Your Letter Head: Yes, create a professional-looking letterhead. You don’t need to have them printed professionally, you can create one in your word-processing programme. I include a colour banner, but something as simple as your name, entered in big, bold text with your contact detail in strings of text below will suffice. In my own case the banner is followed by Name and Status (Line One) : Full Address (Line Two) : Internet Contact Details and phone number (Line Three) – Don’t forget to add your country code, in brackets, to the beginning of your telephone number. After all, you’re ‘international’ now and that tiny addition adds an extra dimension to the viewers perception.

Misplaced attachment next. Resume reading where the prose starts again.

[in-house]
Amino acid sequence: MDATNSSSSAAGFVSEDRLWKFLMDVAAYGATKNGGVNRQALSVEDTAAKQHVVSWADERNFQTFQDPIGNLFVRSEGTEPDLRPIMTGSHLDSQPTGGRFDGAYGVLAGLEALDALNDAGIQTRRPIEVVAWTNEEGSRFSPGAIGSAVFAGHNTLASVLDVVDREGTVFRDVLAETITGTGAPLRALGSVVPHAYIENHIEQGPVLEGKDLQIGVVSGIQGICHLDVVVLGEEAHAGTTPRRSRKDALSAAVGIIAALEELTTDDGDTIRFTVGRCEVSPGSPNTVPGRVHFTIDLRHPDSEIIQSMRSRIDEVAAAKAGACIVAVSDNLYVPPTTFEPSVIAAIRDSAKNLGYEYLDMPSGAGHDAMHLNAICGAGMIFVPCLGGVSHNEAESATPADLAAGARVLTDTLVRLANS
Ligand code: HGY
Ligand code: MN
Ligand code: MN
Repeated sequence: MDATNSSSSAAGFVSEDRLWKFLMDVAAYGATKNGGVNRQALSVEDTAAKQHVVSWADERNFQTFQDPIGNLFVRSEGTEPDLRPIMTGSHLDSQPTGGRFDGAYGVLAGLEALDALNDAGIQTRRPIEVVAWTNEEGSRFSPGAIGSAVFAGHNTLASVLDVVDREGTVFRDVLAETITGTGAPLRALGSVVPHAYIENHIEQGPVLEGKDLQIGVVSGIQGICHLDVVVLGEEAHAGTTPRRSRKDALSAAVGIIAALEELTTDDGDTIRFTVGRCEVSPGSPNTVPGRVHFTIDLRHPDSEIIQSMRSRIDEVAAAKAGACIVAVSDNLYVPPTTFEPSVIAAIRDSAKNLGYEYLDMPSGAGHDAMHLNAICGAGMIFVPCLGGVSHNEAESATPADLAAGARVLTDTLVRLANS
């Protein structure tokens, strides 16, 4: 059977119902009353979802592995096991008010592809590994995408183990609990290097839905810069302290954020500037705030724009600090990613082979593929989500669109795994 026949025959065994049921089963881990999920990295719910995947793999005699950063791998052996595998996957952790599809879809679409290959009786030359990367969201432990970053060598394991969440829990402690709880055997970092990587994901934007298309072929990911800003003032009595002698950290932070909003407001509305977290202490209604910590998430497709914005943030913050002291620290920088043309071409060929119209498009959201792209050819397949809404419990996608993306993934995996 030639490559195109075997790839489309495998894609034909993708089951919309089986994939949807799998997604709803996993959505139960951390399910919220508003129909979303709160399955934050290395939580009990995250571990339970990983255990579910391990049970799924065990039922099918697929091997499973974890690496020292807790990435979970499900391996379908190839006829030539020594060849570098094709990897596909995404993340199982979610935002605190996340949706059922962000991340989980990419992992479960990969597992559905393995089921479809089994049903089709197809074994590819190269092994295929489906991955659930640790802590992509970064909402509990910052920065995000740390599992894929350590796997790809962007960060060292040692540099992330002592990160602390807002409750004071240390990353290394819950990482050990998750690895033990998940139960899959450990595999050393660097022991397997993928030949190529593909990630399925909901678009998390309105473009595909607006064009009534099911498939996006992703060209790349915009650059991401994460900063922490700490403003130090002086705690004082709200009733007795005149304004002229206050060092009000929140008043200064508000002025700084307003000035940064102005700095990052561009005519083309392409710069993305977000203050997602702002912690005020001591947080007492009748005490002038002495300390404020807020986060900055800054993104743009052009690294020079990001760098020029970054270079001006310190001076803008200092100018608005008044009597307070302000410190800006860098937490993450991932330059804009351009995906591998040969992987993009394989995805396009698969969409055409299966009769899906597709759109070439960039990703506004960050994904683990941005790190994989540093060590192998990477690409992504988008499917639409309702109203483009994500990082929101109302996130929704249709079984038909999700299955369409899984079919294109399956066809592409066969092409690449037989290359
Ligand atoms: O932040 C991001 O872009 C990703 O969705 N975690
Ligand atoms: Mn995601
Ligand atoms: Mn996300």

Would you believe that the abundance of advice on this critical, single sheet of paper, varies tremendously – of course you would. So, I’m just going to tell you what I believe to be absolutely critical:
Paper. Don’t use standard photocopy paper – invest in something that ‘feels’ nice!
Write in plain English. Avoid jargonese, starchiness and literary pomposity – be professional, coureous and most important, be yourself.
Know who you are writing to: Even though you may have gained all the information you need from an agency list – call – folks leave, so make absolutely sure you are sending your letter to the right person and by way of a great conversation starter, make sure that person’s name is spelled correctly!